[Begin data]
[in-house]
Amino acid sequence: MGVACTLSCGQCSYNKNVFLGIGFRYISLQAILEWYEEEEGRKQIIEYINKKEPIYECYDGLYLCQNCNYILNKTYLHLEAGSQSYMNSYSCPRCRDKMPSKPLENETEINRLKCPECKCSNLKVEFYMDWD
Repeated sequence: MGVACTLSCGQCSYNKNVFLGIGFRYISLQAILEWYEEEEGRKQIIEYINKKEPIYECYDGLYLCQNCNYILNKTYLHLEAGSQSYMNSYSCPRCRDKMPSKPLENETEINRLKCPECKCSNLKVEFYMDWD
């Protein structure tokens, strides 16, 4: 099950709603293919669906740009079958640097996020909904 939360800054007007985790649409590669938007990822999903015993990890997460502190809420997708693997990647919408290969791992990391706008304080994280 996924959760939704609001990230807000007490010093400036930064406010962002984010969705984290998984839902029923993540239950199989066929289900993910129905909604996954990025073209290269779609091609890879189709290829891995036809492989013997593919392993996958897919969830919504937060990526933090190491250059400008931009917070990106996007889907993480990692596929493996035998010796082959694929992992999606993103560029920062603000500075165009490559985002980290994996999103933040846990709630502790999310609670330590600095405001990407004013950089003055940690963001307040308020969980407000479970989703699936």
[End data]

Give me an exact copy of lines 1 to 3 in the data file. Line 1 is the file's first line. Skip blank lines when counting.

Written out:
[in-house]
Amino acid sequence: MGVACTLSCGQCSYNKNVFLGIGFRYISLQAILEWYEEEEGRKQIIEYINKKEPIYECYDGLYLCQNCNYILNKTYLHLEAGSQSYMNSYSCPRCRDKMPSKPLENETEINRLKCPECKCSNLKVEFYMDWD
Repeated sequence: MGVACTLSCGQCSYNKNVFLGIGFRYISLQAILEWYEEEEGRKQIIEYINKKEPIYECYDGLYLCQNCNYILNKTYLHLEAGSQSYMNSYSCPRCRDKMPSKPLENETEINRLKCPECKCSNLKVEFYMDWD